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Sports retailer Foot Locker, which has 3,000 stores worldwide, is gearing up to use analytics technology to identify the best candidates applying for jobs.
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The retailer, which specialises in sports shoes and clothing, claims that the software, known as Talent Science, has led to “double-digit” percentage growth in its US workforce’s performance.
The $7bn-turnover company is considering plans to roll the technology out to its first non-US stores within the next 12 months – a move it claims will give it an edge over its rivals.
“We have rolled out completely within the US, and we are looking at how this will impact our international sectors,” said Alexis Trigo, director of store capability.
The company, which operates in more than 20 countries, has cut the time it takes to recruit new staff in its US stores by replacing paper CVs with a web-based application form.
It has worked with a team of psychologists to design an on-line questionnaire that identifies candidates who show the “best fit” for its US outlets, from the 1.5 million job applications it receives in the US each year.
The software is claimed to measure 39 behavioural, cognitive and cultural traits of candidates, which it compares to “ideal” candidates for each role.
Trigo told Computer Weekly the project had led to “double-digit” increases in team performance in its US stores, and meant employees were more likely to stay with the organisation for the long term.
“We want to make sure that the people joining us are the right fit for us and that we are the right fit for them,” he said. “Ultimately, it impacts on customer experience.”
Psychologists have the capability to adapt the questionnaire for cultural differences in different global regions.
The software has helped store managers identify candidates who are more likely to work well with their existing teams, said Trigo.
“When a new member does join, those individuals behaviourally are a closer fit,” he said. “They are actually ramping up a lot faster than those that have come through without the tool.”
Store managers have more time
The software has freed up store managers from the time-consuming task of reviewing CVs, allowing them to spend more time on improving customer service.
“Hiring is a non-productive task,” said Trigo. “Their focus should be on the sales floor, developing their team and ensuring the store is operating the way it is supposed to be.”
Foot Locker began introducing on-line assessments for job hunters in the US six years ago to make it easier to manage the large volume of paper CVs that job hunters were handing in to its store managers.
The retailer looked at 10 software suppliers before choosing technology from cloud supplier Infor after a four-month tender process.
Trigo said the technology appealed to Foot Locker because it allowed the company to use the same on-line questionnaire for all the jobs in the organisation. The technology was also easily scalable.
Trial proved value of online assessments
The company conducted an 18-month trial of the software in 600 stores in the US during 2011 and 2012, before making a final decision.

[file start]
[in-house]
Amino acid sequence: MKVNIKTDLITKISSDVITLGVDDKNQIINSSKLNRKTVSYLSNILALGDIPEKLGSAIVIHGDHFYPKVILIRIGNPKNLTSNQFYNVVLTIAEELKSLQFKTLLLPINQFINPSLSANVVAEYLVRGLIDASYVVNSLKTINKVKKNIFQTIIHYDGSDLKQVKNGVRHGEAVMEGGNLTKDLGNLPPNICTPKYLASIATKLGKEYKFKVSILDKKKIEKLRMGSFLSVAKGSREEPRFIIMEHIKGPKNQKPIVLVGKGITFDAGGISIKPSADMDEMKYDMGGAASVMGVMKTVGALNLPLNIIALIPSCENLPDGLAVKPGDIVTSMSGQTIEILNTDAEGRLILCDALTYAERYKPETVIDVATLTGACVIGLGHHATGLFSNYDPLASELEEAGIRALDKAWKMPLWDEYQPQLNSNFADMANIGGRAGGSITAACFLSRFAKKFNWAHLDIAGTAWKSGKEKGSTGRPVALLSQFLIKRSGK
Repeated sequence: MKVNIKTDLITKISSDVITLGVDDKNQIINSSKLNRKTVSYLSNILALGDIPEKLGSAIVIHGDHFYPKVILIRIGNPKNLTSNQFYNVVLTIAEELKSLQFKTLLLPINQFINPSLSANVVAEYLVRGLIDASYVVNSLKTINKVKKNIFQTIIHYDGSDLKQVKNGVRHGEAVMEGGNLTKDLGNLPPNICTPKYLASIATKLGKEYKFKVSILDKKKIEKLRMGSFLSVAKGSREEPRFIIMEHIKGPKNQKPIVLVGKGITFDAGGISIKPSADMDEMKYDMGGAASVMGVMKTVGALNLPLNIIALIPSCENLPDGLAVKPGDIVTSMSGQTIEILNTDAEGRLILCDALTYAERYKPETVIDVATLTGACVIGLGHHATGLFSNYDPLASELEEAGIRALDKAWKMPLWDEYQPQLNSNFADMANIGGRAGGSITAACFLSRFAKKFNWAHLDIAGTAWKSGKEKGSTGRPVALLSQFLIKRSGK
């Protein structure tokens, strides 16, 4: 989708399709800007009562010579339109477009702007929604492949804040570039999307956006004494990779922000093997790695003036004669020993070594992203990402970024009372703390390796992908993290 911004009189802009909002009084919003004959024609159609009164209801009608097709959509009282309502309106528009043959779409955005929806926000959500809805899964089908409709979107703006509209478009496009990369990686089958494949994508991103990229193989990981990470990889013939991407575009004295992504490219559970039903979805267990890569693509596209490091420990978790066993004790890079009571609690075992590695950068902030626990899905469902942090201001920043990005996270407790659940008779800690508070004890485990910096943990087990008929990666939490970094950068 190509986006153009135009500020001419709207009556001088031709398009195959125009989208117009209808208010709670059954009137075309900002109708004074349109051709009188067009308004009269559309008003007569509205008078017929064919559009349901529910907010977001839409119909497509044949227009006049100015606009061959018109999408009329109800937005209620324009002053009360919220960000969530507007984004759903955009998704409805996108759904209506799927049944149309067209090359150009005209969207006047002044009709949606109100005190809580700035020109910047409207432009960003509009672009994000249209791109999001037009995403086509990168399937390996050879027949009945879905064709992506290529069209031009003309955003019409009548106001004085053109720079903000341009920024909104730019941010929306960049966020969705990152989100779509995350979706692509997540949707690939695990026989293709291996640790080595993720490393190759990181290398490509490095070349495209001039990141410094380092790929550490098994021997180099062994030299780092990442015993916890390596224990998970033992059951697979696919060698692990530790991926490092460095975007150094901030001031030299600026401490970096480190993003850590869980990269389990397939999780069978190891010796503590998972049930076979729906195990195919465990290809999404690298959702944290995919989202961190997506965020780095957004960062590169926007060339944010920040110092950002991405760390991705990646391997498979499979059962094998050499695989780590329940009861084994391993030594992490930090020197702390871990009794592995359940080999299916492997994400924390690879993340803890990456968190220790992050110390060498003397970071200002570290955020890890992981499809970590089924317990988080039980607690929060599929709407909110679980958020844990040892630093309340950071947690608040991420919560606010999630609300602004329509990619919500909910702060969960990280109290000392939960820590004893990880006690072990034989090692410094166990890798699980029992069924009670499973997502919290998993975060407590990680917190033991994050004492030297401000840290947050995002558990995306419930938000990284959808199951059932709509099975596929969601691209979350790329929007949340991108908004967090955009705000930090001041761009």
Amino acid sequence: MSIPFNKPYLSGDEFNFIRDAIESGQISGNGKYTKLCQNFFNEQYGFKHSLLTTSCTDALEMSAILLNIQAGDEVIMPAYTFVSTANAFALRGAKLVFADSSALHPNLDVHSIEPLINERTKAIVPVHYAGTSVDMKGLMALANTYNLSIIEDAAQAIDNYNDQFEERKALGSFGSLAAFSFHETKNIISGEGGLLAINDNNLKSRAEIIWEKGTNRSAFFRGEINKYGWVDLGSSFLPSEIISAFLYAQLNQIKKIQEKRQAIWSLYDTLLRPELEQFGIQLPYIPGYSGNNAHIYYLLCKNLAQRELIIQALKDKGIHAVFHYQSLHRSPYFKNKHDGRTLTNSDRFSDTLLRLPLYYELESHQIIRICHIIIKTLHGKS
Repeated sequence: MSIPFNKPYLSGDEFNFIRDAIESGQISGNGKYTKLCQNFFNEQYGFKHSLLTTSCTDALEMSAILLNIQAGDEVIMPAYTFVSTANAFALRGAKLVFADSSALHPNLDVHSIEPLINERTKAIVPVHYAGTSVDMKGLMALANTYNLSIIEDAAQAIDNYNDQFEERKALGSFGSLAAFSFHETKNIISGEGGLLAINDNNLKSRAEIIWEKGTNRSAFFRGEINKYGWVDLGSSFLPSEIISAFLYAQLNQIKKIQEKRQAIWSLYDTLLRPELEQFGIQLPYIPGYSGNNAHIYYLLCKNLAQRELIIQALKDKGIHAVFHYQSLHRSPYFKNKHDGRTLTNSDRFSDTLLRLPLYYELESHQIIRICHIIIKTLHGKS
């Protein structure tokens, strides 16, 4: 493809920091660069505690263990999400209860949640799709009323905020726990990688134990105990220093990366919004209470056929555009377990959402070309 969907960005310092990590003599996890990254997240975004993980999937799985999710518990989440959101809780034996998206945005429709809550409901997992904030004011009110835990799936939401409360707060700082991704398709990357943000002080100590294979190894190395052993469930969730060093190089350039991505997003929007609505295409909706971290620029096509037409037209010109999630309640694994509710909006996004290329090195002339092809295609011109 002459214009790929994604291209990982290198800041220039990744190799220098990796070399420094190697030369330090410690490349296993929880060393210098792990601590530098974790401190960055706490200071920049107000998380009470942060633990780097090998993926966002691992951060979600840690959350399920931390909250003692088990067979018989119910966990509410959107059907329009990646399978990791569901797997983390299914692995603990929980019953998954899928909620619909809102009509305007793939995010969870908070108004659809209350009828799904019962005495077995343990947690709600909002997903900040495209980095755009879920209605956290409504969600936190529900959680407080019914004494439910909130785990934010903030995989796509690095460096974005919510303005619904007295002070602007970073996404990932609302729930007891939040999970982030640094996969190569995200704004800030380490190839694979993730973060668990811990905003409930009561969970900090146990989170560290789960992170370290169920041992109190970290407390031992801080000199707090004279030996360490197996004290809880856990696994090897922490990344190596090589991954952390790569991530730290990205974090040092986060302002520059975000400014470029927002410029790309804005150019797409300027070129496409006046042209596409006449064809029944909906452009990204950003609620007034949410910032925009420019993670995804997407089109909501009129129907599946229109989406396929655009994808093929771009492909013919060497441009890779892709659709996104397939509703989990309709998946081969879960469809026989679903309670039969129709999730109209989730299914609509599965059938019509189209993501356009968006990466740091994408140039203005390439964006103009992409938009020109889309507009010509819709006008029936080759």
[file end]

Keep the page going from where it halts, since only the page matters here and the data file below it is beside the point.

The results showed that teams in the stores that used the software became more productive, and retained their employees for longer compared to those that did not take part in the trial.
“The recruits were better fits,” said Trigo. “They were enjoying their work and they really liked the people they worked with.”
Each person applying for a job with Foot Locker in the US spends 20 minutes completing 200 online questions. The system gives candidates a score of between 1 and 100, with 100 being an ideal fit.
Managers can log in to view a summary of the software’s recommendations and find the most promising candidates when they need to recruit.
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Rather than looking at 10 CVs each day, a typical store manager now needs to review only five to select candidates for interview.
The system not only tells managers whether candidates are suitable for a current opening in the store, but whether they are likely to be suitable for promotion once they join.
Managers inundated with paper CVs
Previously, Foot Locker relied on its store managers to assess hundreds of papers CVs that were handed in by job hunters.
With 1.5 million candidates applying for jobs with the retailer in the US alone, store managers were spending too much time away from their real work, said Trigo.
It was a challenge to persuade staff to take on a new piece of software on top of all the other tasks they needed to do in a store, he said.
“We had to convince our internal team that we are going to put in something that is actually going to have a return. It is going to be a layer that will eliminate other layers.”
But store managers liked the tool, and started recommending it to other store managers, helping to spread it throughout the organisation.
Foot Locker will not discuss the financial benefits of Talent Science because it doesn’t want to give too much information away to its competitors, said Trigo.
“We believe this has helped us find better-fit candidates who are assimilating better into our environment, hitting targets, and are already in line for top performance,” he said.
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